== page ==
How to tame a bird. Tips to transmit to your customers. Part 1

Birds are very intelligent animals and are good pets. Fortunately, taming a bird is not a difficult task. 

However, it takes a lot of time and patience and taming the bird, not only does it develop a closer bond with it, but it also helps it feel more comfortable and safe with its environment.

1. WINNING BIRD TRUST 

Your bird must be given time to get used to the home. 

The bird may need about two weeks to adapt to its new environment before domesticating it.

It is important to place the bird cage in a busy room. By intuition, a quiet room might seem ideal. However, placing a bird in a crowded room will allow it to adapt, and feel more comfortable with, human interaction and activity.

The bird's cage must not be placed in the kitchen. The smoke emitted by nonstick devices is toxic and potentially fatal to birds. 

It is determined that the bird feels safe in its new environment when it stops shaking its wings every time it is approached in the same way that if it remains motionless in its innkeeper, it is still not comfortable with its new environment.

Speak to him with a voice that conveys tranquility. 

Something important to gain the bird's trust is to make it feel comfortable and safe when it is close and especially when the food and water are changed. 

It is ideal to speak to him in a relaxing voice. Of course, no matter what is said, you simply need to know that the presence is calm and comforting in your environment.



Make slow, gentle movements as you approach. 

By nature, birds are scary animals. Therefore, any sudden movement could frighten them. Slow, gentle movements will assure you that you are not a threat.

When approaching it is advisable to do it slightly above the level of your eyes. If you are well above the level of your eyes, you may be frightened; and if you are far below, it might seem that you are submissive.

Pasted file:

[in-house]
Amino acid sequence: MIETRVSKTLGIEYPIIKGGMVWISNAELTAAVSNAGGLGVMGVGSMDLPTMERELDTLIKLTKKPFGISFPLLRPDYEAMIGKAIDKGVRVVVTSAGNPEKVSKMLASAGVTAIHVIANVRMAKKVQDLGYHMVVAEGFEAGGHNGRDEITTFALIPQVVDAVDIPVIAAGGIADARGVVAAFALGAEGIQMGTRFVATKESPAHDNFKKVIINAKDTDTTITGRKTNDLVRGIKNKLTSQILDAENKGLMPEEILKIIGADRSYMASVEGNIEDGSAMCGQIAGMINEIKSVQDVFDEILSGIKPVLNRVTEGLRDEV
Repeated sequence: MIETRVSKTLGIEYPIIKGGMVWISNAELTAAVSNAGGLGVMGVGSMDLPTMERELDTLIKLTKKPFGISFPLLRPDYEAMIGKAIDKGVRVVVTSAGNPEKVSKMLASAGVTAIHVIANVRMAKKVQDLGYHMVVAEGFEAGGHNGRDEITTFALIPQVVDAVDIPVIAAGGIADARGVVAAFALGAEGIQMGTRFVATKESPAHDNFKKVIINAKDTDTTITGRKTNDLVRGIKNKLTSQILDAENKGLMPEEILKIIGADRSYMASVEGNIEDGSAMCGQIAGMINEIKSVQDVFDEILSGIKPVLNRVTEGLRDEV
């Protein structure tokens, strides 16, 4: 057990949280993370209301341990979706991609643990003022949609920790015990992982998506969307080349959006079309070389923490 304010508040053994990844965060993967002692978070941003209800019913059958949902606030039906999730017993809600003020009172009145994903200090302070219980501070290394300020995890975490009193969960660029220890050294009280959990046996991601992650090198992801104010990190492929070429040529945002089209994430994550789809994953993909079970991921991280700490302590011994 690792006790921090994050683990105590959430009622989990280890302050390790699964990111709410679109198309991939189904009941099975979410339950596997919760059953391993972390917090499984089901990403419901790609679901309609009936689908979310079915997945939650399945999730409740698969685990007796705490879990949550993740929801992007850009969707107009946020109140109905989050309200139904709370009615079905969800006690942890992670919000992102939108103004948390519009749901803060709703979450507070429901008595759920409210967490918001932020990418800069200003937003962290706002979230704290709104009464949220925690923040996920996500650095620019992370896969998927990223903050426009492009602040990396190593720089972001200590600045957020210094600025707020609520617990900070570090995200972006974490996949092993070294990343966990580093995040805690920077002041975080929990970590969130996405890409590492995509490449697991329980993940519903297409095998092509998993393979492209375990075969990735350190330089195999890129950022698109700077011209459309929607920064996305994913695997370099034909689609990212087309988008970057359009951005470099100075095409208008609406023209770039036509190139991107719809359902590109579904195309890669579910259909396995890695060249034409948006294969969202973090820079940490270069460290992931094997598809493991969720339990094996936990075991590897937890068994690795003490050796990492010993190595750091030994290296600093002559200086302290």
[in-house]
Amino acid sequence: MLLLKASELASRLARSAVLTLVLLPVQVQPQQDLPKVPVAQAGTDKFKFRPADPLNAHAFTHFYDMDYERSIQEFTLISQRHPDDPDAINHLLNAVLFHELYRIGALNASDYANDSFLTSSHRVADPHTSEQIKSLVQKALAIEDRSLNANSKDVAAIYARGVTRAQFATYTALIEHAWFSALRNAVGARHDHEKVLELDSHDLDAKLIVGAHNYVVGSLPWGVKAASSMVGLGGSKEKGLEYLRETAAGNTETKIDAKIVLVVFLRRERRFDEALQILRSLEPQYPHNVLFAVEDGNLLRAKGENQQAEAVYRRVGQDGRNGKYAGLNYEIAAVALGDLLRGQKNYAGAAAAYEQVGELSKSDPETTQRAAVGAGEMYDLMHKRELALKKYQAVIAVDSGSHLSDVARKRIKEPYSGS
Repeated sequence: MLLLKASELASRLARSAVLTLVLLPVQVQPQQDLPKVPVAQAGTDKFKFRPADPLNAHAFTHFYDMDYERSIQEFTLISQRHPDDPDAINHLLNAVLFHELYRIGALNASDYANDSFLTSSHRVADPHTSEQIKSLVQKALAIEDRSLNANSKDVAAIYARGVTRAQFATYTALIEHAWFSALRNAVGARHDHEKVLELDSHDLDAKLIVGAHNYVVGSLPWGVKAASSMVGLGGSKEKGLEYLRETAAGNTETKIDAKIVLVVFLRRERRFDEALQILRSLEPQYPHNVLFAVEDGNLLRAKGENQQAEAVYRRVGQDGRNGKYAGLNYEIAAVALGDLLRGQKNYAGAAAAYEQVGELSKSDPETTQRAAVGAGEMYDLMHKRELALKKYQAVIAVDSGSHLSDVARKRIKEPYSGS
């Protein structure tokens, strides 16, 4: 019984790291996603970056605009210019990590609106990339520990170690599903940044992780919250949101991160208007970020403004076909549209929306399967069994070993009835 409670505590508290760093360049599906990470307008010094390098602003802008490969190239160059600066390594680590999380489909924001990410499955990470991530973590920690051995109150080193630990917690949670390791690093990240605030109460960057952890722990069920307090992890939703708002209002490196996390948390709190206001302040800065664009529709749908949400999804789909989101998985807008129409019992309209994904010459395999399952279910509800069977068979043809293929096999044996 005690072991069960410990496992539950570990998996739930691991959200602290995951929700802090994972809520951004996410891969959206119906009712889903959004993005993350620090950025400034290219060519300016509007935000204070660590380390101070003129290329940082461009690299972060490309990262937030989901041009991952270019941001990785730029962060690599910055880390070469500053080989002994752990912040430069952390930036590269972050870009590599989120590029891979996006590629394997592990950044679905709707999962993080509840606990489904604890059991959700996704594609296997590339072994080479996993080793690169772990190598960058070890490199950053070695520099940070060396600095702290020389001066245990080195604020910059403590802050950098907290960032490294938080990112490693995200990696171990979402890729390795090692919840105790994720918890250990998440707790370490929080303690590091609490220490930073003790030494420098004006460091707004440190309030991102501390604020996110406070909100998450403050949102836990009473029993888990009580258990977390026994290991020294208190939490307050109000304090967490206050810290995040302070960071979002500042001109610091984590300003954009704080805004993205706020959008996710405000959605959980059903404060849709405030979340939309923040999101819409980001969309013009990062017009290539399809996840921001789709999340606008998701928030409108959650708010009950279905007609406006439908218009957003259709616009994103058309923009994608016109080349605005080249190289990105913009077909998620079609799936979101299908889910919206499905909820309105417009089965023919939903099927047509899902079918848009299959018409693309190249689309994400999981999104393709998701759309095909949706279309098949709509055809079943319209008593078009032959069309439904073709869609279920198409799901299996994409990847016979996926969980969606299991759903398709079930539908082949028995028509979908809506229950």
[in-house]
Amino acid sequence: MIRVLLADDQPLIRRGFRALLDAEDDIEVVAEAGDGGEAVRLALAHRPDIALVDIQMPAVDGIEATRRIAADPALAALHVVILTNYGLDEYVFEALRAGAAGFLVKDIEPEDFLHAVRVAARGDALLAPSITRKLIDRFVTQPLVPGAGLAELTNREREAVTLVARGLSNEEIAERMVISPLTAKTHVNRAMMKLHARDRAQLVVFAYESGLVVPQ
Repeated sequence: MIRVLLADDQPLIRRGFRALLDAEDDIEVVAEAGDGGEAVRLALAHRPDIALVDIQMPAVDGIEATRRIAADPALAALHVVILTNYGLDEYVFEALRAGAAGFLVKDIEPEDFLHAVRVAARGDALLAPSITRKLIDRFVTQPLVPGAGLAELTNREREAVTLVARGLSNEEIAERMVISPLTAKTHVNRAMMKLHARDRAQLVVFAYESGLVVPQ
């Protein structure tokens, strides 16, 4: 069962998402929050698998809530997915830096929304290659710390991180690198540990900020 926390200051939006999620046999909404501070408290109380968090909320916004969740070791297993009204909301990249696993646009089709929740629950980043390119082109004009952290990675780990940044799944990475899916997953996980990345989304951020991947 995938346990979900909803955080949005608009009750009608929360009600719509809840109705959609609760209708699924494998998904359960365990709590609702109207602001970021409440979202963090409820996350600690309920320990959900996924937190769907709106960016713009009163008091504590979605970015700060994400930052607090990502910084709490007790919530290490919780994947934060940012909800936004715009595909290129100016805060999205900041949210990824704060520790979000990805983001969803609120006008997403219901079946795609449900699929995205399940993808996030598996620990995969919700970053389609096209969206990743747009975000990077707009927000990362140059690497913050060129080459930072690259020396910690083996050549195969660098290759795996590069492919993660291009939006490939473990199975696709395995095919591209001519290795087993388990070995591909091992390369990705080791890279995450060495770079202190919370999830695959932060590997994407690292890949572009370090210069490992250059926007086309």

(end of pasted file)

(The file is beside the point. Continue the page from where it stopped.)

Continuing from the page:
It might be helpful to use a voice that conveys peace of mind as you approach to make you feel more at ease with the presence.

2. ACCUSTOM THE BIRD TO HANDS 

Place your hand near the cage. 

Sunrise with hands is a common way of domesticating birds. However, due to its frightening nature, the bird could be very cautious with the hand.

So it is important to place your hand where you can easily see it near your cage for a few minutes two to three times a day, four to seven days. To reduce your anxiety, speak with a voice that transmits peace of mind while holding your hand still. 

Making the bird comfortable with your hand takes time and patience.

Place your hand inside the cage. 

When the bird no longer looks nervous when he sees his hand outside the cage, he has to get used to it inside. 

It is very important that you place your hand in the cage slowly and without making any sudden movement. Eye contact with the bird should also be avoided by doing so may already seem threatening.

At this stage, it is advisable not to try to touch the bird when you have your hand in the cage. 

In practical terms, you will need to place your hand inside the cage every morning when your food and water are changed. As you approach the cage routinely every morning, the bird should feel more and more comfortable. This process may take days or weeks. 

Don't forget to keep talking with a soft voice.



Attract the bird with a prize. 

If the bird is still not comfortable with the hand inside its cage, it may be necessary to go further by holding a prize in its hand. 

The millet spike is a very popular prize for birds. Green and dark leaves, such as spinach, can also be used as another good treat.

No matter what prize is used, it must be ensured that the bird is familiar with it and that it enjoys it. 

To do this, hold the prize in your hand and leave it stationary three to five times a day, and every time you change food and water. It will depend on how scary the bird is, it may take several attempts before you feel comfortable enough to get close to the hand and eat the prize, which will eventually begin to wait each day.
 
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